I view nonjudgemental listening as a key component of the therapeutic relationship. I believe, it has allowed my clients to feel that they are heard, as well as a sense of safety. I strive to create a nonjudgmental, safe, empathetic environment for all my clients.
Therapy goals are determine by the client. My experience has been the the majority of clients enter therapy with some sense or a specific goal(s) they would like to work on. If that is not the case, I will collaboratively work with the client to identify their goal(s). The process would be perhaps involve a discussion around the concern(s) that brought them to therapy or asking them to imagine 3 to 6 months of us working together , what changes would they be hoping for? Once goals are identified we will discuss how I can help in them achieving their desired goals.
There are several reasons, I believe, I have always been on the path of becoming a therapist. First, because , I have always had a desire to help those who may have been in emotional distress. Secondly, because, I always been curious regarding the mind and human behavior. I would often ponder questions such as "how does the mind work", "why do humans act the way they do?" and or "how can people make changes that can improve their mental health, thus dramatically changing their lives?" Early on , I was given an opportunity to volunteer at a counseling agency in my city. This agency worked with underprivileged youth. I was immediately touched by their stories and greatly impressed by the skilled therapist who work with the youth. Their ability to create a safe, nonjudgmental and nurturing environment allowed each child to tackle/resolve painful concerns. This allowed them to blossom moving from destructive behaviors/thoughts to healthier ones. This dramatically changed the trajectory of each client. Seeing the results of effective therapy and working with this team of therapists, my three questions were answered. This bolstered my desire to enter the mental health profession knowing that one day, I too could make a difference in individual lives.
Abuse/Survivors of abuse
Abuse includes any significant mistreatment along the lines of psychical, emotional, sexual, verbal, and neglect. Survivors of abuse may experience negative thoughts and feelings, flashbacks, distrust of others, social withdrawal, self-harm, and increased likelihood of developing mental health and substance abuse issues.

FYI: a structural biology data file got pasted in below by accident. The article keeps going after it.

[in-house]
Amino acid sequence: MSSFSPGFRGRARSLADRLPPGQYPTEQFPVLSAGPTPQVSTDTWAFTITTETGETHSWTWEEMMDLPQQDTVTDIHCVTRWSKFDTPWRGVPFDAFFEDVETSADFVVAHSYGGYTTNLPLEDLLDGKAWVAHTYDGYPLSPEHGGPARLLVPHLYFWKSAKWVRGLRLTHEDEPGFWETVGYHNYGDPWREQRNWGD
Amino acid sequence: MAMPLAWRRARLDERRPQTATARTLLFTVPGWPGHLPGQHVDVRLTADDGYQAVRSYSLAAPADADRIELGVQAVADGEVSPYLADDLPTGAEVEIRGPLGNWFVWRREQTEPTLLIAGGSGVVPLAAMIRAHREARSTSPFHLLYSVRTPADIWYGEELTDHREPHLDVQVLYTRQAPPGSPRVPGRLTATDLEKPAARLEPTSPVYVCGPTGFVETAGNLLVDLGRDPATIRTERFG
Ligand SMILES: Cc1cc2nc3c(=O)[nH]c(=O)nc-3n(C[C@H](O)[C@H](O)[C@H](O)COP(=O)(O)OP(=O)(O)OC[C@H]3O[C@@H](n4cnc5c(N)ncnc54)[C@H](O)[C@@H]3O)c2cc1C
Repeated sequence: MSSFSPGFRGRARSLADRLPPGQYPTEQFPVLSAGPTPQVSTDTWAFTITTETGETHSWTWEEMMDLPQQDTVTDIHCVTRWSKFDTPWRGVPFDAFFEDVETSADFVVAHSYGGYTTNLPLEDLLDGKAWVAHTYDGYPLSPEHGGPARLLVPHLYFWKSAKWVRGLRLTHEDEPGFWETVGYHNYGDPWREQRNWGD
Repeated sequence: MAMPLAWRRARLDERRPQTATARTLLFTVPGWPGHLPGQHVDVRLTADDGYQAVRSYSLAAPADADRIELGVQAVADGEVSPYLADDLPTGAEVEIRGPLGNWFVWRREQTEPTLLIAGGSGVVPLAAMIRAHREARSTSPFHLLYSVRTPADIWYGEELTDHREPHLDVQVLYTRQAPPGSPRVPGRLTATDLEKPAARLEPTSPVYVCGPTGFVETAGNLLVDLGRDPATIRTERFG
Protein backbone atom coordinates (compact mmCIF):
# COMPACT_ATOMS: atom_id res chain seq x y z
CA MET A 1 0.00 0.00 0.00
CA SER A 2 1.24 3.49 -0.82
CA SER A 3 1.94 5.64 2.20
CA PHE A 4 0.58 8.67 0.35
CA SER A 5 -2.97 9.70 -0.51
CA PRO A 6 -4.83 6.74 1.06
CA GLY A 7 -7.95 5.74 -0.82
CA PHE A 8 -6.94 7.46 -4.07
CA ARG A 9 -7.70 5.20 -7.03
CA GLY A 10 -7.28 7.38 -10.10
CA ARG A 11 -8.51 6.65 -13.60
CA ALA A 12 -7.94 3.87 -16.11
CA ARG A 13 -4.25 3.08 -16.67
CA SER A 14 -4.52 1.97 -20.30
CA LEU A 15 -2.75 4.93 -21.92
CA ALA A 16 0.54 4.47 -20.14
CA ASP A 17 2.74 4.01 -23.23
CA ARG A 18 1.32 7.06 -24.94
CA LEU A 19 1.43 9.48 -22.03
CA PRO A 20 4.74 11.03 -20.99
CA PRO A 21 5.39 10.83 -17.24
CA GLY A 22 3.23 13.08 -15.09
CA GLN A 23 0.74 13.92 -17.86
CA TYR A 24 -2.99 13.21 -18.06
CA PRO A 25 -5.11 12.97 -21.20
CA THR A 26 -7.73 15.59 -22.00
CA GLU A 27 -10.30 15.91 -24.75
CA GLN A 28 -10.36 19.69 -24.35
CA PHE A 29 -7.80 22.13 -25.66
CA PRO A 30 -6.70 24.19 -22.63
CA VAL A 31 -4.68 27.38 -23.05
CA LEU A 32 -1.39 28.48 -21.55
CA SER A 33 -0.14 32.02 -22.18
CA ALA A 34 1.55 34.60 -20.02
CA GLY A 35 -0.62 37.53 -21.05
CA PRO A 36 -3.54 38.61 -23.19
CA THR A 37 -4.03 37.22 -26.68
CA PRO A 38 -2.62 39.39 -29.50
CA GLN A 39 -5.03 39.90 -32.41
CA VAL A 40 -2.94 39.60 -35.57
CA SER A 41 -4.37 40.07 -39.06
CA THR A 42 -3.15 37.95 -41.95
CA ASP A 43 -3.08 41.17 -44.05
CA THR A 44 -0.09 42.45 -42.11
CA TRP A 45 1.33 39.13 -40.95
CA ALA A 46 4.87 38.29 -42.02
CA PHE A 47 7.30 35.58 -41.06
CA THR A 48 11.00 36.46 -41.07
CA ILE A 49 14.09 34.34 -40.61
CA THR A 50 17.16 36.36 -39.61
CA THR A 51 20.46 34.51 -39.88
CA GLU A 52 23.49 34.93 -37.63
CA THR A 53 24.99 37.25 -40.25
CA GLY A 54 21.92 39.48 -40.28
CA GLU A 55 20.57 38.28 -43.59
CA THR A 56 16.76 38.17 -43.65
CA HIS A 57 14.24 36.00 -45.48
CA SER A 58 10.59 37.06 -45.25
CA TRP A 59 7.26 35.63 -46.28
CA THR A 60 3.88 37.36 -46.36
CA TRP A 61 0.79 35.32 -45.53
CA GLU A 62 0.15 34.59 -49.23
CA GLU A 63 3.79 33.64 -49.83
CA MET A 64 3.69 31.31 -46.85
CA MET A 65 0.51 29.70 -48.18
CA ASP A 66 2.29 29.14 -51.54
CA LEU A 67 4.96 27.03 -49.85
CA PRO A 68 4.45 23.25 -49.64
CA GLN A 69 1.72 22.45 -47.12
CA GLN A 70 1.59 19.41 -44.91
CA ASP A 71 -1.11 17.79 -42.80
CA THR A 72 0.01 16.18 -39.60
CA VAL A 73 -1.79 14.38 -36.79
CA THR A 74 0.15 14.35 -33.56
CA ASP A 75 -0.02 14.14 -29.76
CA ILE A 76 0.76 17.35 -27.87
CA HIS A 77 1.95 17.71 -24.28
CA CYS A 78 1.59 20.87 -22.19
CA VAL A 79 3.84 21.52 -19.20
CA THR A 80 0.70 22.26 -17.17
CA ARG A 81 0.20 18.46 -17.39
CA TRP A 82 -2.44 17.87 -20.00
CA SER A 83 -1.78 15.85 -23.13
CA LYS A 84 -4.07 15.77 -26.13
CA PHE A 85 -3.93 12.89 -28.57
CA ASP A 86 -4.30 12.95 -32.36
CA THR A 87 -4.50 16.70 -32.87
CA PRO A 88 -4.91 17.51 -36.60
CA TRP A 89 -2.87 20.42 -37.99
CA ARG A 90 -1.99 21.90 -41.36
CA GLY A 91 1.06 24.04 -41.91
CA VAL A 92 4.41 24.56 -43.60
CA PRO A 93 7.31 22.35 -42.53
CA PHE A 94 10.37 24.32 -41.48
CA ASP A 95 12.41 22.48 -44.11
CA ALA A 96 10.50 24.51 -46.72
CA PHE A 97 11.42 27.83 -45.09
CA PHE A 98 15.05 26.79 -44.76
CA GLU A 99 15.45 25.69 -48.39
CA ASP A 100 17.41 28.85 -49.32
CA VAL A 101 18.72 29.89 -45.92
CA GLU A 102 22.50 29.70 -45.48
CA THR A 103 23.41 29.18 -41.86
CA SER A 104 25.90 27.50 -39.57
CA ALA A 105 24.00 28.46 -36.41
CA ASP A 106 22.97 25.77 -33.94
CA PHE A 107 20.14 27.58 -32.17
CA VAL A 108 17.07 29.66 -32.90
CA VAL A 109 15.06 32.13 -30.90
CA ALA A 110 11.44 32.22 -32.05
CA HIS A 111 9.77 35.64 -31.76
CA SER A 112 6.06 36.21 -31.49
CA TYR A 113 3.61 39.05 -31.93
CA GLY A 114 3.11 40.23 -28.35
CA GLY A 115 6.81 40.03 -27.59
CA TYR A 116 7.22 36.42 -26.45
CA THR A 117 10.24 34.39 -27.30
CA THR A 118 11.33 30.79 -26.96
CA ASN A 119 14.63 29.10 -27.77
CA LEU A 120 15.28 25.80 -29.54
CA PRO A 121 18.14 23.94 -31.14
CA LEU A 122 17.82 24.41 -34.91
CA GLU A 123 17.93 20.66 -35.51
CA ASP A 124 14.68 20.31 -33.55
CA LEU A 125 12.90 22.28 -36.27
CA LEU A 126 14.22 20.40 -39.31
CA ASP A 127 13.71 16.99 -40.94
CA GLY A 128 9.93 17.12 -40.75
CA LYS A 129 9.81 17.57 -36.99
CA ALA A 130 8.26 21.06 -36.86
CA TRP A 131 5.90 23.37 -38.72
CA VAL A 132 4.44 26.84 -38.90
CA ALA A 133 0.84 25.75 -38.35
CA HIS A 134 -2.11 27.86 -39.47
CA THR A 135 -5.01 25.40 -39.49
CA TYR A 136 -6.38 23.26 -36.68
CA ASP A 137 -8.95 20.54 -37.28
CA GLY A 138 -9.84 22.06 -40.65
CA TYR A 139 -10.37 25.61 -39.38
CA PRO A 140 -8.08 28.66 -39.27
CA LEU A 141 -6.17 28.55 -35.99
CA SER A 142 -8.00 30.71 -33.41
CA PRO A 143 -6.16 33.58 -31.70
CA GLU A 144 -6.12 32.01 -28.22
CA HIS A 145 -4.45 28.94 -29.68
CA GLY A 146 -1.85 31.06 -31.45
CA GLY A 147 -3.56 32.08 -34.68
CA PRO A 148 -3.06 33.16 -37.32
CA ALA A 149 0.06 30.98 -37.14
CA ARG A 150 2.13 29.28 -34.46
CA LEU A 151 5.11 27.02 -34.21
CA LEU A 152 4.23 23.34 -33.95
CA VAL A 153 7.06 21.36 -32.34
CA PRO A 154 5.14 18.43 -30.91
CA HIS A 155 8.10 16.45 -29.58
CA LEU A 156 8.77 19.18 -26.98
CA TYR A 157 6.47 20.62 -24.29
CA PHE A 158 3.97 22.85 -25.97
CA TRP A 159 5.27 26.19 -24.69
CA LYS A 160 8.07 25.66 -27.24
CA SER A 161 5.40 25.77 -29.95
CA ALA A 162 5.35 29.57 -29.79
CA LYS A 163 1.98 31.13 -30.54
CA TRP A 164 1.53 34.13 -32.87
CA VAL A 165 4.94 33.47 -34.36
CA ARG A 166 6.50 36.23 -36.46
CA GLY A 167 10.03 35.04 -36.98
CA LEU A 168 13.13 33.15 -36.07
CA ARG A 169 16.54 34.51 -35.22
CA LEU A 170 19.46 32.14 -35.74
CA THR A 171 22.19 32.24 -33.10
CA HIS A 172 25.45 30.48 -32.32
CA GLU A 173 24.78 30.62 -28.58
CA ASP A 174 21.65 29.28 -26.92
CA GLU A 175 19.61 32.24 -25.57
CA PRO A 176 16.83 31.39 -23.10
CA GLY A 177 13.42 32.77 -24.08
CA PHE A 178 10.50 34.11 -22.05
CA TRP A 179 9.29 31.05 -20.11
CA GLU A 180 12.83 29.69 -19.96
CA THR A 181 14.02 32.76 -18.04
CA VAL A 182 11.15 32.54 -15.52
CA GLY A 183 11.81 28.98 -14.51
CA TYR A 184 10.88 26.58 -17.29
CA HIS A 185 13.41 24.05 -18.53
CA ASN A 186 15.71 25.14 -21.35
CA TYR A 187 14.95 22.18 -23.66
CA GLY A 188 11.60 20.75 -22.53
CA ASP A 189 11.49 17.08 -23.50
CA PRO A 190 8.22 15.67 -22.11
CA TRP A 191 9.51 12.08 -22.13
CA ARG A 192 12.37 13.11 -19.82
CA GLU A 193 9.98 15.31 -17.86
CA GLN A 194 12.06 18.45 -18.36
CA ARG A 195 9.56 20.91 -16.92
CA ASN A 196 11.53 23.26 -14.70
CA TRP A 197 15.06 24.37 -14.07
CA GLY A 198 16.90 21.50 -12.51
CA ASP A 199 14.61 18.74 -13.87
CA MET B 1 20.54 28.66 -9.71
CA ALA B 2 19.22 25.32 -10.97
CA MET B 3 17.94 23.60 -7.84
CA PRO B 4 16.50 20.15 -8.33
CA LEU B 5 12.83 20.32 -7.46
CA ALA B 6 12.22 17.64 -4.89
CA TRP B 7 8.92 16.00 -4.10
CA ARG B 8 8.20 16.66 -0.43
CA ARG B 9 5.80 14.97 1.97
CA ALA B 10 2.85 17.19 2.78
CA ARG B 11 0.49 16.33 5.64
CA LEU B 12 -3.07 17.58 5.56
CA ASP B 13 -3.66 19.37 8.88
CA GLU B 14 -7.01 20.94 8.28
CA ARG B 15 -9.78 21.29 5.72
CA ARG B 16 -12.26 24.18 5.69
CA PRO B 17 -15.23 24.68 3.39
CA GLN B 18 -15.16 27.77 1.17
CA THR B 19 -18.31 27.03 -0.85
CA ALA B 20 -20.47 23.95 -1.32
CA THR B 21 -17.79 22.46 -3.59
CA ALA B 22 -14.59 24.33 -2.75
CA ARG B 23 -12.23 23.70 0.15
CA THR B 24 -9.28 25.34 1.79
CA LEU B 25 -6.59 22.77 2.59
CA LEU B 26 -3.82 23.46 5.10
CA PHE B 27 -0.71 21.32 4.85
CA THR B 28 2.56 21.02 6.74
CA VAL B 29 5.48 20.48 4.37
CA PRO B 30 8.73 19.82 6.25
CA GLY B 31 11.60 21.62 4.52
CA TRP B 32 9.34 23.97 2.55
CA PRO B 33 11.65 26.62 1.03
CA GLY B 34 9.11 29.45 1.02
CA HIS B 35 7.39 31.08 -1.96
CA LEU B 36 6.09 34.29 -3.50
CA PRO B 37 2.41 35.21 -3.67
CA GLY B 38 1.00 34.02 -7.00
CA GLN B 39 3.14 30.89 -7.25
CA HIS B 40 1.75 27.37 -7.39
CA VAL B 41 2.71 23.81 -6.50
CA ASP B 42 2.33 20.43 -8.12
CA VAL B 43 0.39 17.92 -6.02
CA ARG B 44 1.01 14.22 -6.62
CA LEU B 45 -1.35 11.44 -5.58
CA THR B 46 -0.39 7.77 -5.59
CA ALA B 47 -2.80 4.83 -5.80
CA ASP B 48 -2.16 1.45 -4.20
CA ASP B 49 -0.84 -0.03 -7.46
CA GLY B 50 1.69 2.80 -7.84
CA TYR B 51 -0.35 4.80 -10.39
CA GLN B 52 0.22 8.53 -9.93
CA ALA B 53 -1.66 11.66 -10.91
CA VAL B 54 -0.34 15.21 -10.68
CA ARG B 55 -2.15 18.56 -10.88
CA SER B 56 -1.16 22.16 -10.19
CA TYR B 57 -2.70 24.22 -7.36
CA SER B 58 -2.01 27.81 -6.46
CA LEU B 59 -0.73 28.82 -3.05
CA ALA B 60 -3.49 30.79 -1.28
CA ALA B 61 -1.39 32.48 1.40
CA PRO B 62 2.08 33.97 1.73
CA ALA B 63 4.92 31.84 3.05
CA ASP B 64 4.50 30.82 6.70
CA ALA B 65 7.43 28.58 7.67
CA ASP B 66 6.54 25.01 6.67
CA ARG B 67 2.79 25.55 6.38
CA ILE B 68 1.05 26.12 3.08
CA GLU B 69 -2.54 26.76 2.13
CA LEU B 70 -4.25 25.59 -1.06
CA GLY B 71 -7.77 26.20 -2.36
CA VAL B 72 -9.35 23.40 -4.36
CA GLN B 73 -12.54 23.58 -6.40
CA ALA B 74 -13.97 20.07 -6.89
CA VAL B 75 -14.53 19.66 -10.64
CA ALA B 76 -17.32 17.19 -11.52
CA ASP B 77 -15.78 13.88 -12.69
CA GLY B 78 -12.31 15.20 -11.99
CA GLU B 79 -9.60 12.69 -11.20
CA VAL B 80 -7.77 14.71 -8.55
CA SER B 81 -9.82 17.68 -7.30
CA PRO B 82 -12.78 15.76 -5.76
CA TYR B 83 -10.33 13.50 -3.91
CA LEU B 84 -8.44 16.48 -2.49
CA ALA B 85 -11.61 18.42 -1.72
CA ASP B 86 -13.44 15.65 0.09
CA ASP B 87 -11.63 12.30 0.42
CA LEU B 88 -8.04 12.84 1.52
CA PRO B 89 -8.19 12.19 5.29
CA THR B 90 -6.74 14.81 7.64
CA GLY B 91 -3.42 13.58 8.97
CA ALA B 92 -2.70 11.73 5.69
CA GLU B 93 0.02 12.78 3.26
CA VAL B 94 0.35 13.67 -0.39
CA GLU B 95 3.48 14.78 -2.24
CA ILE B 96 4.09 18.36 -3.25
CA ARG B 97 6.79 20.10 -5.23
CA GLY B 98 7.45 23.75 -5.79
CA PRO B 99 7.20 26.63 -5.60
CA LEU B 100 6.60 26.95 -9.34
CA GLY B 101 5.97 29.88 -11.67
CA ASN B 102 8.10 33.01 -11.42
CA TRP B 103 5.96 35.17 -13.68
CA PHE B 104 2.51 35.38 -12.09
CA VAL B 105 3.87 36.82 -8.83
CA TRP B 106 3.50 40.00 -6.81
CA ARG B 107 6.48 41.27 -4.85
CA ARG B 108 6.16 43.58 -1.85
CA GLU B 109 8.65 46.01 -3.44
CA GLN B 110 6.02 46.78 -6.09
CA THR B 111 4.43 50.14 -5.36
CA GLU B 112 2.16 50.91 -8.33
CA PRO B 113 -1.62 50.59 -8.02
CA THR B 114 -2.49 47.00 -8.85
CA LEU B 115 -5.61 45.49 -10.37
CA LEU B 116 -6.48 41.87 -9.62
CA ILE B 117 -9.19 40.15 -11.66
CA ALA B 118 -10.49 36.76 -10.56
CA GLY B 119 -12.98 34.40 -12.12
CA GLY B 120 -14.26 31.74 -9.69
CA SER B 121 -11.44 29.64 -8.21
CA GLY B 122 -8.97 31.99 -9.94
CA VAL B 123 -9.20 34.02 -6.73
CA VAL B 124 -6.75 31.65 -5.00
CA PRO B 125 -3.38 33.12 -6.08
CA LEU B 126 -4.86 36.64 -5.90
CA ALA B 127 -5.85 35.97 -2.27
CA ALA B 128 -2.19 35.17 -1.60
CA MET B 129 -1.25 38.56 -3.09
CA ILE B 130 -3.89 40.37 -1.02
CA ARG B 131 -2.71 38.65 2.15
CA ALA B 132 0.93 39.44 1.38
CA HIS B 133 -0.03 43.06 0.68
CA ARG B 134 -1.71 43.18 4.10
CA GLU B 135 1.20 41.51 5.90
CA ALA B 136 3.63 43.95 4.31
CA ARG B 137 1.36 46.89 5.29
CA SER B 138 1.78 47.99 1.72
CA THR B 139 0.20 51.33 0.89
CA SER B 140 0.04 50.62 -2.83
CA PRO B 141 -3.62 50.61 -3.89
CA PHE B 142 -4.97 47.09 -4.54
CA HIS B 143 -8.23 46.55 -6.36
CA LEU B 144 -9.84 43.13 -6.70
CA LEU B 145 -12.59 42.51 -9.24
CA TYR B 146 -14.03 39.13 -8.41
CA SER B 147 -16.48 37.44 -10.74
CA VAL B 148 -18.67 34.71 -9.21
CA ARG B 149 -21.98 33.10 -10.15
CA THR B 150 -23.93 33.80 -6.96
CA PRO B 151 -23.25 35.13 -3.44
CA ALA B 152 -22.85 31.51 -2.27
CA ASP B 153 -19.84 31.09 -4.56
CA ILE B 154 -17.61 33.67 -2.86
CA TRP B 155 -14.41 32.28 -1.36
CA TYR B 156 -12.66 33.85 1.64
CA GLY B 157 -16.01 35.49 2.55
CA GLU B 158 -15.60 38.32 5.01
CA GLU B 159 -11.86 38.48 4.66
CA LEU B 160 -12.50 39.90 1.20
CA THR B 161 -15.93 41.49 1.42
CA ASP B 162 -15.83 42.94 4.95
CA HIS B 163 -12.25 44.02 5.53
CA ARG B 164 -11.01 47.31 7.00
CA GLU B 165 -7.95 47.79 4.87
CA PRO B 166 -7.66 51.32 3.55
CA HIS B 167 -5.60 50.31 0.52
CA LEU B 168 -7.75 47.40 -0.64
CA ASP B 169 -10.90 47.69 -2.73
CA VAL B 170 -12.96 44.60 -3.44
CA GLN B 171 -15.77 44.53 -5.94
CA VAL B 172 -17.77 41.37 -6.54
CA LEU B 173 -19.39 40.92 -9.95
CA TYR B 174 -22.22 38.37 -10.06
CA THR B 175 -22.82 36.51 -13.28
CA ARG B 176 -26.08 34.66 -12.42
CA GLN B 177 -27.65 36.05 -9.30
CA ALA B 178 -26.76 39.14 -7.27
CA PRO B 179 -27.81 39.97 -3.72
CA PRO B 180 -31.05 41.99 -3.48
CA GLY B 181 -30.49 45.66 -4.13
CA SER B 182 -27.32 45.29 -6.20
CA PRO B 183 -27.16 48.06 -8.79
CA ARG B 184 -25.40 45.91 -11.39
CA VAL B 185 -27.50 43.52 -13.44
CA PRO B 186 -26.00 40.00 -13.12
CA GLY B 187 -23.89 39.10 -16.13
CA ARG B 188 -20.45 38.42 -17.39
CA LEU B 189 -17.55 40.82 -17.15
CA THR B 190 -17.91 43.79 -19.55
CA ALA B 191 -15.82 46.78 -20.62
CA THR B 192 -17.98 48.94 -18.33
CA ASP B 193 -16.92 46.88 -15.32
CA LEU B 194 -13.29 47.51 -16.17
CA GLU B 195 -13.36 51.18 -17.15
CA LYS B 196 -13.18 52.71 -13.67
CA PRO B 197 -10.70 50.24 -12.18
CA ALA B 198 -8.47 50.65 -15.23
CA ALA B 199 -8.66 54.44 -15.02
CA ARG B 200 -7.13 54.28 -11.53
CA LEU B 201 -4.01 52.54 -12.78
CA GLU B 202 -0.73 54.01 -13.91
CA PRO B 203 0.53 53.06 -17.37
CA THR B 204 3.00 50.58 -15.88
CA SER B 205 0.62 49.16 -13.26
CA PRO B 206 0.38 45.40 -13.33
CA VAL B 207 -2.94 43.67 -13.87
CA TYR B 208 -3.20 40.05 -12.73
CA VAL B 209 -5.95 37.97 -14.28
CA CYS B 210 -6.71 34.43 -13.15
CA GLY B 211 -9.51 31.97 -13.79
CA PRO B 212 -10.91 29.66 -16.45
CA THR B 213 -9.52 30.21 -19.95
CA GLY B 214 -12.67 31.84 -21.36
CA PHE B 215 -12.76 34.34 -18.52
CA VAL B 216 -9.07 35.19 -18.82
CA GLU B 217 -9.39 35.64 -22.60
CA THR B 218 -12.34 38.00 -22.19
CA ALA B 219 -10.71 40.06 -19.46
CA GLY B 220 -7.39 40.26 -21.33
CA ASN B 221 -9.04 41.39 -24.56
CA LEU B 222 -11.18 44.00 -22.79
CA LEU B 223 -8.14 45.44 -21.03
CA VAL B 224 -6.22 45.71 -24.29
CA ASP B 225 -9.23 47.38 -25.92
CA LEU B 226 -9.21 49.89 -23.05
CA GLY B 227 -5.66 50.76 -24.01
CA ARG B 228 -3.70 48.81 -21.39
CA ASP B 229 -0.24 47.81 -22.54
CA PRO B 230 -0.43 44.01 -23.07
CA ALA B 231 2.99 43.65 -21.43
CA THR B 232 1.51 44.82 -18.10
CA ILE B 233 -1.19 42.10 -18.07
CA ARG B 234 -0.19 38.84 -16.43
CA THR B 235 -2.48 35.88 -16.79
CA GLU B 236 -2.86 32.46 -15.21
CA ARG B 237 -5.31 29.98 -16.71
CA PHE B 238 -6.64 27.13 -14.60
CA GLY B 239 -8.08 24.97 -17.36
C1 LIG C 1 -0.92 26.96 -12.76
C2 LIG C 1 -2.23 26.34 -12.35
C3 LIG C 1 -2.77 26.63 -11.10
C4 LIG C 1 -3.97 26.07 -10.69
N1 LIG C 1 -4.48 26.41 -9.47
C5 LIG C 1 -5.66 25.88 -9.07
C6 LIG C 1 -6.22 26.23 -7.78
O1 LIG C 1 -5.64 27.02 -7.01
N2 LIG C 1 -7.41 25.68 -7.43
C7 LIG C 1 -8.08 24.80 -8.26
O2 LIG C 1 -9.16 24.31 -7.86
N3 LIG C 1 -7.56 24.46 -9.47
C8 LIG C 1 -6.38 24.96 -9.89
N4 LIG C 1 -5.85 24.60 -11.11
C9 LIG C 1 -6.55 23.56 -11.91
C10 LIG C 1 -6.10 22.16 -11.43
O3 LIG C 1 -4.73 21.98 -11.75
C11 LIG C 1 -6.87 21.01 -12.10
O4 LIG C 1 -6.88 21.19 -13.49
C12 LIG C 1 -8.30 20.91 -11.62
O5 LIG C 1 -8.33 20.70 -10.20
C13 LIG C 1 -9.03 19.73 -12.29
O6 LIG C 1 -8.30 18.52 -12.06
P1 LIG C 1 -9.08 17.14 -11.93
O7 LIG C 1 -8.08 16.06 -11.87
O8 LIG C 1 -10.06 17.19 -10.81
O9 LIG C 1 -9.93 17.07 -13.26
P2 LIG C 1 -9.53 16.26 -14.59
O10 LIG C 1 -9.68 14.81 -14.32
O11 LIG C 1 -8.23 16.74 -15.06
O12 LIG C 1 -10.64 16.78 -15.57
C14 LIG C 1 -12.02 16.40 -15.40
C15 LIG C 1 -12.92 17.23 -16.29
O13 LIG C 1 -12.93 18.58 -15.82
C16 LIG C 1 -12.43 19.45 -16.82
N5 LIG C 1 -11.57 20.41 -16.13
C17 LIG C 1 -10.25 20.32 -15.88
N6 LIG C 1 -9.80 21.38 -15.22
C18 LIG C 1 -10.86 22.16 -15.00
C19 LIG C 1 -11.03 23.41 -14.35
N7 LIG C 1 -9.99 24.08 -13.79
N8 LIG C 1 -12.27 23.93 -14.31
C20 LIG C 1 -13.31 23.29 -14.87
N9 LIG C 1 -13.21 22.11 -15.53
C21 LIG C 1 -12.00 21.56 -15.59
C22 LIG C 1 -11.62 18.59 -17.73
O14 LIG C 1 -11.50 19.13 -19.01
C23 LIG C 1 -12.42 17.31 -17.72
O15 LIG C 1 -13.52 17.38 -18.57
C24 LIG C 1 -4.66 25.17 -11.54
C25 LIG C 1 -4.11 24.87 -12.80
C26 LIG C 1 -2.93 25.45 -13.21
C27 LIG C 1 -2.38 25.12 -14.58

Post-traumatic Stress Disorder (PTSD)
PTSD is a condition that is precipitated by a perceived terrifying event. This event need not occur directly to the person but may happen vicariously—having seen something terrible happen to another person. The condition may last months or years while symptoms include ruminating thoughts, flashbacks, nightmares, intense anxiety when triggered, and potential substance abuse in attempt to cope.
Trauma is the result of experiencing a perceived, extremely distressful event. Although the stress threshold for each person differs, meaning that each person considers and experiences trauma differently, it is an event that tops one’s threshold. It exceeds one’s ability to cope or emotionally process. Symptoms may include shock, anxiety, confusion, hopelessness, feeling disconnected, mood swings, nightmares, and intrusive thoughts.
Anxiety can mean nervousness, worry, or self-doubt. Anxiety disorder is a mental health disorder that entails excessive, repeated bouts of worry, anxiety, and/or fear.
Refers relationship issues with a partner or spouse. Can include issues related to relationship distress, relationship satisfaction, communication, intimacy, etc.
Grief is a reaction to an emotionally significant loss and often comes with symptoms of depression or anxiety. These symptoms can remain intense and last for a long time after a loss, making it difficult to move forward with a healthy lifestyle.
Self-esteem is the degree to which a person feels confident, valuable, and worthy of respect. Feeling low self-esteem can influence overall well-being and be linked to anxiety and/or depression.
Race & Cultural Identity
Challenges around race and cultural identity vary enormously, including issues related to discrimination, racism, and intergenerational trauma.
Young Adults (18-24)
Cognitive Behavioral Therapy (CBT)
Eye Movement Desensitization and Reprocessing (EMDR)
Dialectical Behavior Therapy (DBT)
Eye Movement Desensitization Reprocessing (EMDR) Basic Training, Trauma Therapy Certificate- Trauma Support Services of North Texas, Trauma Model Therapy Certification - The Colin Ross Institute for Psychological Trauma
TX, LCSW, 16161
Master Social Work - Clinical - Clark Atlanta University,
My career as a social worker began 10 years ago. I have worked in various settings such as, military bases, both in/out patient psychiatric hospitals, college/universities and non-profit community agencies. The counseling services provided in these settings included- crisis intervention, conducting individual and group psychotherapy and psycho-education groups. Through, these experiences not only was, I afforded the opportunity to develop excellent clinical skills, but also the ability to work effectively with diverse populations. In the last several years, I've worked at Colin Ross Trauma Center. As a result of this experience, I specialize in working with developmental/psychological trauma. In working with clients no matter their concerns, it's always my goal to create a safe, nonjudgmental space which allows individuals to heal, grow and achieve their desired goals. I have had the privilege of assisting many clients and helping them create the lives they desire.
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